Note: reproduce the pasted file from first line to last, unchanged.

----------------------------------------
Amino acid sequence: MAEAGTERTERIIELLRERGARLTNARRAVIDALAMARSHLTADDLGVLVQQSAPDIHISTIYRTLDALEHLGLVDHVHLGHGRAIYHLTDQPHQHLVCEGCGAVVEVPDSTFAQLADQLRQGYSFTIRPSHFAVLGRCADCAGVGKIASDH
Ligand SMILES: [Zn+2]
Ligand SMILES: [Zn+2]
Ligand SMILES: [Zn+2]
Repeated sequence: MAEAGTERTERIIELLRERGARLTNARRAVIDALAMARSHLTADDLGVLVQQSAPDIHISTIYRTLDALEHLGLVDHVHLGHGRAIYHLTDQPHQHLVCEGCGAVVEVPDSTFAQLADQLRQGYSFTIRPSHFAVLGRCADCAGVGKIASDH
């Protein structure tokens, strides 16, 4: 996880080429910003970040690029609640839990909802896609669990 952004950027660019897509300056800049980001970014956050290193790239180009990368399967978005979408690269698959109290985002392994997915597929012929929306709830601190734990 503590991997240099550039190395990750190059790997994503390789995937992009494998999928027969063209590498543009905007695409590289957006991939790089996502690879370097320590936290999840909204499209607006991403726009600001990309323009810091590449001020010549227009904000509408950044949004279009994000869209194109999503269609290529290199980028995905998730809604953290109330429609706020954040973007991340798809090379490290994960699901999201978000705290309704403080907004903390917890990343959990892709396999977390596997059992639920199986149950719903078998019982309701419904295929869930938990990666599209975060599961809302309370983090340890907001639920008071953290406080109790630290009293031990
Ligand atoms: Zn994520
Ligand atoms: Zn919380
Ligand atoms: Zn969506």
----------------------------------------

Amino acid sequence: MAEAGTERTERIIELLRERGARLTNARRAVIDALAMARSHLTADDLGVLVQQSAPDIHISTIYRTLDALEHLGLVDHVHLGHGRAIYHLTDQPHQHLVCEGCGAVVEVPDSTFAQLADQLRQGYSFTIRPSHFAVLGRCADCAGVGKIASDH
Ligand SMILES: [Zn+2]
Ligand SMILES: [Zn+2]
Ligand SMILES: [Zn+2]
Repeated sequence: MAEAGTERTERIIELLRERGARLTNARRAVIDALAMARSHLTADDLGVLVQQSAPDIHISTIYRTLDALEHLGLVDHVHLGHGRAIYHLTDQPHQHLVCEGCGAVVEVPDSTFAQLADQLRQGYSFTIRPSHFAVLGRCADCAGVGKIASDH
């Protein structure tokens, strides 16, 4: 996880080429910003970040690029609640839990909802896609669990 952004950027660019897509300056800049980001970014956050290193790239180009990368399967978005979408690269698959109290985002392994997915597929012929929306709830601190734990 503590991997240099550039190395990750190059790997994503390789995937992009494998999928027969063209590498543009905007695409590289957006991939790089996502690879370097320590936290999840909204499209607006991403726009600001990309323009810091590449001020010549227009904000509408950044949004279009994000869209194109999503269609290529290199980028995905998730809604953290109330429609706020954040973007991340798809090379490290994960699901999201978000705290309704403080907004903390917890990343959990892709396999977390596997059992639920199986149950719903078998019982309701419904295929869930938990990666599209975060599961809302309370983090340890907001639920008071953290406080109790630290009293031990
Ligand atoms: Zn994520
Ligand atoms: Zn919380
Ligand atoms: Zn969506």